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Like drunk driving: Fatigue can be as harmful
When one reads about an auto accident in which a car hits a tree or crosses the center line and collides with another vehicle, especially when the accident occurs in the early morning or early afternoon, his first thought is not that the driver was probably drunk, but rather that the driver probably fell asleep behind the wheel.
“Drowsy driving is more common — and deadly — than most people think,” said Dr. Kotch, a retired pulmonary physician and sleep specialist in Redding California, “and it is rarely listed as the cause of an accident. But there are circumstantial indicators,” he continued. “The weather is clear, a single car crosses over the center line or goes off the road and hits a tree or other object and there is no evidence of trying to stop — no skid marks to indicate braking. The hour of the accident is also a factor, based on circadian rhythms. There are several times in a 24-hour period where it is easier to fall asleep, but particularly between 2 and 4 p.m. and 1 and 5 a.m.
“A little investigation can generally confirm fatigue as the cause. A driver’s sleep habits during the prior few days can be assessed with a few questions to the driver’s friends and relatives — and employer. Did someone just come off a double shift? or Has the person been working a lot of hours? There have been lawsuits against employers, including restaurants and hospitals, whose employees have been involved in accidents after coming off a long shift.”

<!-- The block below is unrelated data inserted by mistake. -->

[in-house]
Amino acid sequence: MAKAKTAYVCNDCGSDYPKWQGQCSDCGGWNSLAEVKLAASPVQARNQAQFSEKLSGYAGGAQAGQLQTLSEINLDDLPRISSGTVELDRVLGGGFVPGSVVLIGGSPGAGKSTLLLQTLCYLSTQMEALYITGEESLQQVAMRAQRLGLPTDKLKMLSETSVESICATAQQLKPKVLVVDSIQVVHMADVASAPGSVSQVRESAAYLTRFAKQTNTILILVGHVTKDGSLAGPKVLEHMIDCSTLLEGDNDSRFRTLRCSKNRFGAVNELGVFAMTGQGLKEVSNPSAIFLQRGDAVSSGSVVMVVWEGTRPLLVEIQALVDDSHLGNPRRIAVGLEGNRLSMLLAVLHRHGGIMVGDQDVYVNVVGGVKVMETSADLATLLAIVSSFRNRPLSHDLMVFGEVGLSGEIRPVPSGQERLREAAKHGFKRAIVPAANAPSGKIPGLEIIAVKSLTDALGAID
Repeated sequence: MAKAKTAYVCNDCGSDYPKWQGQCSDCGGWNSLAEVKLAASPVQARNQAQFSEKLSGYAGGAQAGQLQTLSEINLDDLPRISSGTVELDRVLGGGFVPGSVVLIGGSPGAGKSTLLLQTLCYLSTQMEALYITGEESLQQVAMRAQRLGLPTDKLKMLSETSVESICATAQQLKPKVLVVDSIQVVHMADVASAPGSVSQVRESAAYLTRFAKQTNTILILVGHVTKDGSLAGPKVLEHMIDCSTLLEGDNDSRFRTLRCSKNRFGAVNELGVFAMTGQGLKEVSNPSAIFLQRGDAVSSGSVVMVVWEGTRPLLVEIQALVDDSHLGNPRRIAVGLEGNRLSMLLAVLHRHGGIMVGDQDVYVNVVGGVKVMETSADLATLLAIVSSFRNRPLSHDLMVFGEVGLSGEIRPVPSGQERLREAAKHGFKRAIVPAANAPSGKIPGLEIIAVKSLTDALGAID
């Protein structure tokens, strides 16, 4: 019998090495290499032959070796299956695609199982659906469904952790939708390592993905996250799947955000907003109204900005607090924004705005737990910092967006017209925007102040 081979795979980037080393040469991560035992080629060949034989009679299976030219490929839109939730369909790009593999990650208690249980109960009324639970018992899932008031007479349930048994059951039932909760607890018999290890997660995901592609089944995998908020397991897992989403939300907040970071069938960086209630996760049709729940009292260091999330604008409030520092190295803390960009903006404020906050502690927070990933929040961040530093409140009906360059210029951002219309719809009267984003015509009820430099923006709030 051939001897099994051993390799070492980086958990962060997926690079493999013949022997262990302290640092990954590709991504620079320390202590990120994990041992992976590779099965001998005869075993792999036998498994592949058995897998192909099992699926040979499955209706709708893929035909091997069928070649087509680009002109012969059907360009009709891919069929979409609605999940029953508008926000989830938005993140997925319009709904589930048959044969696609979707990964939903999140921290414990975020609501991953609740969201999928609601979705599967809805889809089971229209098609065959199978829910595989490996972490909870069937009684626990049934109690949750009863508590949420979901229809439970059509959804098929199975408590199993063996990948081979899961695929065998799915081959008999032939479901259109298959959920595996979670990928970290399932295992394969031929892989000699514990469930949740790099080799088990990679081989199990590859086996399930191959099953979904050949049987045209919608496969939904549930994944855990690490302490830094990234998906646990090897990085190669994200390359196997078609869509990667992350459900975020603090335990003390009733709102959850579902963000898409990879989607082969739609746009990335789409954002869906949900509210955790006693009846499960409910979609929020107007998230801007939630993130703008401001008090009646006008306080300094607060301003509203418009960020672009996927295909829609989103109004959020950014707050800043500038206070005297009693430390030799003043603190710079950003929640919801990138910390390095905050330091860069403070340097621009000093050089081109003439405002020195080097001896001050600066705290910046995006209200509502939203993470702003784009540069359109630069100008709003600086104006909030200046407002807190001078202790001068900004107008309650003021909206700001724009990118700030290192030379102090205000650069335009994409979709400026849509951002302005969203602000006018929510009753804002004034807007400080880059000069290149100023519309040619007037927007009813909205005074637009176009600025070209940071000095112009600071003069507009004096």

The National Sleep Foundation first conducted a survey about drowsy driving in 1998; the results were “shocking,” said Dr. Kotch. “Sixty percent of adults admitted to driving while drowsy and 37% had fallen asleep at the wheel; subsequent surveys have had similar results and other surveys show that drowsy driving as an accident cause is grossly underreported.”
In the sleep foundation’s 2005 Sleep in America poll, the numbers remained the same, and of the 37% — 103 million people — who said they have actually fallen asleep behind the wheel, 13% said they have done so at least once a month. Four percent, some 11 million drivers, admit to having an accident or near accident because they dozed off or were too tired to drive. The National Sleep Foundation is still tabulating the results of the 2007 study, but this year launched its first Drowsy Driving Prevention week, Nov. 5-11, to try to educate the public about the dangers of drowsy driving, particularly going into the holiday season.
The National Highway Traffic Safety Administration conservatively estimates that 100,000 police-reported crashes a year are a direct result of driver fatigue, resulting in an estimated 1,550 deaths, 71,000 injuries and $12.5 billion in monetary losses. Most sleep and accident experts believe those numbers are very low since there is no test to determine sleepiness like there is for intoxication, and state reporting practices in this regard are inconsistent.
Same as being drunk
Dr. Kotch said, however, that studies have shown that a person who has not slept in 18 hours functions at the same level as some who has a blood alcohol content of 0.08, which is considered legally drunk. Those who have not slept in 24 hours are functioning at the same level as someone with a blood alcohol level of 0.1. “And the combination of insufficient sleep and alcohol is especially deadly,” he added. “To bring the accident numbers down, there has to be the sentiment on the part of the public that something is wrong, that drowsy drivers are putting themselves and others at risk, much like what has been done with drunk driving.”
What can individuals do to prevent drowsy driving? “When tired,” said Dr. Kotch, “nothing really helps other than sleep. Caffeine does work, but only for about 30 minutes, so if you are close to your destination, it is worth stopping for. People will open windows, or turn their music up real loud, but that isn’t effective for more than a few minutes. Ideally, drivers who feel fatigued should pull off the road and take a nap. Of course, it is a problem to find a safe place to stop and sleep when you are traveling.”